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Acrocorinth - A view from our expert author
The fortress of Acrocorinth, overlooking the ancient city of Corinth © Lefteris Papaulakis, Shutterstock
Drink in the majestic views from the monolithic rock of Acrocorinth.
Despite its spectacular position and looming presence many people give Acrocorinth a miss. This is partly because, without your own car, it is only reachable by taxi or an hour-long uphill walk. On top of this it is an extremely large site – water, good shoes and a sun hat are a must. It is worth every effort, however, with its extensive castle ruins and astounding views.
The site is reached by following the road up past the entrance to the ancient city. On your way up you will see the small castle of Pendeskoufi on a nearby peak. It was built by the Franks during their siege of Acrocorinth in the 13th century.
Crossing a dry moat you come to the first of three gateways; a triple fortification whose history mirrors that of the various owners of the castle. The first gateway is mostly Turkish in origin, while the second is a Venetian restoration of an originally Frankish structure. The third, and perhaps most impressive, gateway is mainly Byzantine, but look closely at the large stones in the tower to the right; these probably date back to the 4th century BC. Inside the castle most of the ruined buildings are Turkish, including a mosque with most of its dome still intact.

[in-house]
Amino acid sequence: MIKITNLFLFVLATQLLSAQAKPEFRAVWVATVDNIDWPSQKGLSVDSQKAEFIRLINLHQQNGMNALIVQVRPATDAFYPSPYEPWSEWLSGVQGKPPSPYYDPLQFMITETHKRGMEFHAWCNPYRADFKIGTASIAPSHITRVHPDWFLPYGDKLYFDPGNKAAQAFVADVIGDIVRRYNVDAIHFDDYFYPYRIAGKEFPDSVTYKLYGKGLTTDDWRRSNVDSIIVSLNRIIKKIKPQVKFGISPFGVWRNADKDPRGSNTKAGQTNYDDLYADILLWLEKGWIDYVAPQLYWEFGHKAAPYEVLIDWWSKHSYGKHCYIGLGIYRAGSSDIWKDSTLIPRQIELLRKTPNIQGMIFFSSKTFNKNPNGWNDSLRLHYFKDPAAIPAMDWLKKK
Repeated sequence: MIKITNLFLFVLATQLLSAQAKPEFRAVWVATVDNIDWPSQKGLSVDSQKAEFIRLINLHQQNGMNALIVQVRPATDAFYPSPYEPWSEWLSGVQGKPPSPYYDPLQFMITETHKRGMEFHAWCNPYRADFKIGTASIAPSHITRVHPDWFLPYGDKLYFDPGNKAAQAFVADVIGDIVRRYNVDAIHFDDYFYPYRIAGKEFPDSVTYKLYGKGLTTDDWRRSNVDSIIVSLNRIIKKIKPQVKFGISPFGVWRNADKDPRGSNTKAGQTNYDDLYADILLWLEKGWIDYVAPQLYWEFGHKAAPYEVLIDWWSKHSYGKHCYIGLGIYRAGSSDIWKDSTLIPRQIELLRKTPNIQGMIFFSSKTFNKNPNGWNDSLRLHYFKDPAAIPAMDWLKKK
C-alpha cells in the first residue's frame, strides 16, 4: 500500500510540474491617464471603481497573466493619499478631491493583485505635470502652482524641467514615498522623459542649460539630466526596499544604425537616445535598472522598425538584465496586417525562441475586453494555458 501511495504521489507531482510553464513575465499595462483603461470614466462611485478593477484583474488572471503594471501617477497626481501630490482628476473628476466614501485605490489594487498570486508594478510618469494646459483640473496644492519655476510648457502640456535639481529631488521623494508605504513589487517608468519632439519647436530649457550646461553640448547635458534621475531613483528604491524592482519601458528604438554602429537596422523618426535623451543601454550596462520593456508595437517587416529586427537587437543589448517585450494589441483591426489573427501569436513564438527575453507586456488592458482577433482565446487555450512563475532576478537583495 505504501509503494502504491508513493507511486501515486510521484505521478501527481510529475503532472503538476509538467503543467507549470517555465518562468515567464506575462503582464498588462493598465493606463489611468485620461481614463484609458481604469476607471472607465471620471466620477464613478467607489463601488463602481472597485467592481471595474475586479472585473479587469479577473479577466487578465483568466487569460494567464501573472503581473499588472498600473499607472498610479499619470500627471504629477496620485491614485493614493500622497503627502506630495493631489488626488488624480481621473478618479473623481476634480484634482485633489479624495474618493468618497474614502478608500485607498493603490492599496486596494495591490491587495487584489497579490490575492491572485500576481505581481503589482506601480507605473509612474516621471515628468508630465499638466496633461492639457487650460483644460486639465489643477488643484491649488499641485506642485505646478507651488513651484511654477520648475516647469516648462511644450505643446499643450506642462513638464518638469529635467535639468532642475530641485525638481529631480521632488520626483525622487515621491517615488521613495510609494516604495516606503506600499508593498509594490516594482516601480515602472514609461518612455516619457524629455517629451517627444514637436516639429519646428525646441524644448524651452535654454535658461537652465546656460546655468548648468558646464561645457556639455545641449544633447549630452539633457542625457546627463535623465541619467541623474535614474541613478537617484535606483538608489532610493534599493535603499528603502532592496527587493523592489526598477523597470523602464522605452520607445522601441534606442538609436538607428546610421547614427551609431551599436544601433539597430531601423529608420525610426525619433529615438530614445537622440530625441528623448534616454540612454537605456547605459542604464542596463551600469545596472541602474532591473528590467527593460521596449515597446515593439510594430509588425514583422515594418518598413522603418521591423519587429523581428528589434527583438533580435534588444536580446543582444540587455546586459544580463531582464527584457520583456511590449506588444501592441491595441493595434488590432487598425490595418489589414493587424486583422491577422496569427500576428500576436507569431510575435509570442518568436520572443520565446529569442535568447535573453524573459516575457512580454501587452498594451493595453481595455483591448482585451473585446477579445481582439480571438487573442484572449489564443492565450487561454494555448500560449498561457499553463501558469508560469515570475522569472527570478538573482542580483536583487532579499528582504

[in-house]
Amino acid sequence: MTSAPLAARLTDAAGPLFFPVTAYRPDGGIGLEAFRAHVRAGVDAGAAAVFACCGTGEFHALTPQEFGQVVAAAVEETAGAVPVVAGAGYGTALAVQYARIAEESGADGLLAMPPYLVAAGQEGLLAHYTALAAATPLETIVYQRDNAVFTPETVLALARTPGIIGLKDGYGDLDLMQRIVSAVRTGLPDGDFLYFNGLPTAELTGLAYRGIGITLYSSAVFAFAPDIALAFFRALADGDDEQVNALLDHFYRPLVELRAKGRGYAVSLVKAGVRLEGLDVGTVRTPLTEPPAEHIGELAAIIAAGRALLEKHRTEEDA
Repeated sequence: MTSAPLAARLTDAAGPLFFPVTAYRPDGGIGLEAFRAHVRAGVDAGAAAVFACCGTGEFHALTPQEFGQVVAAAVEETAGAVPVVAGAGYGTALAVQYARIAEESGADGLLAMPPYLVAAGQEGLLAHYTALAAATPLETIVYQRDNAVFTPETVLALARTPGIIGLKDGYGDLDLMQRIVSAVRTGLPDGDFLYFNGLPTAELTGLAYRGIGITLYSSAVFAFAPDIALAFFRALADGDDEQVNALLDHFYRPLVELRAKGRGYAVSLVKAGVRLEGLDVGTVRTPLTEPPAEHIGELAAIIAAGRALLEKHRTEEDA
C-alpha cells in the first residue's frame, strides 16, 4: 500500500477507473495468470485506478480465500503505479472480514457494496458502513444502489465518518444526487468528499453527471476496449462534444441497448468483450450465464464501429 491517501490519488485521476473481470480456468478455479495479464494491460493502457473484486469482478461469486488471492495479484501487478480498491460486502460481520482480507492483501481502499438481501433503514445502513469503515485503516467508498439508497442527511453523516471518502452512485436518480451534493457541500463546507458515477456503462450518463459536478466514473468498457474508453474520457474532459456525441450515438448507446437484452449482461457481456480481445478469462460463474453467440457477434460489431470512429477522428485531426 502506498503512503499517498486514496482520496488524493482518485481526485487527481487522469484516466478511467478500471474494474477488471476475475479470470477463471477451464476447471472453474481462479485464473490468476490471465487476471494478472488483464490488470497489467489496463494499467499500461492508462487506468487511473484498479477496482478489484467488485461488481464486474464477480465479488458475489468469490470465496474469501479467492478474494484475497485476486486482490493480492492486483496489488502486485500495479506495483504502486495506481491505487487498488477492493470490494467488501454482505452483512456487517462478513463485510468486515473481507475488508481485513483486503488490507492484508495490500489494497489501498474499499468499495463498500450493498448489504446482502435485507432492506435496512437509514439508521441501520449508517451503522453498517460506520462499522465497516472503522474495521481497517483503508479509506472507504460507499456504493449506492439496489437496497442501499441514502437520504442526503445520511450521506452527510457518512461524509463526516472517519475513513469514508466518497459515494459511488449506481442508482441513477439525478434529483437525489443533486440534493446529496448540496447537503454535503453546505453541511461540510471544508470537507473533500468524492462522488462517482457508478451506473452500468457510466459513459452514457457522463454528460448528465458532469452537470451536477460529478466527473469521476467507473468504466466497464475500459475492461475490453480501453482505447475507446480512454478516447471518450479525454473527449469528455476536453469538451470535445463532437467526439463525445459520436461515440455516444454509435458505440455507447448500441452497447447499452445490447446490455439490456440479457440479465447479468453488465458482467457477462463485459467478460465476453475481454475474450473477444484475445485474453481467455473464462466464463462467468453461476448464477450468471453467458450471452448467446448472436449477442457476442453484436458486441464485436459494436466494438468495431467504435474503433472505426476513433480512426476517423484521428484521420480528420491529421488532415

If you climb through the centre of the castle to the higher of its two peaks (575m), close to the northern walls, you reach what was once the site of the Temple of Aphrodite, although all trace of this has now gone. In ancient times the goddess of love was worshipped with religious prostitution provided by 1,000 sacred courtesans. Visitors nowadays have to make do with the view. This is no hardship, as even on a hazy day it is impressive; on a clear day you can see from the Acropolis in Athens on the right, to the mouth of the Gulf of Corinth on the left.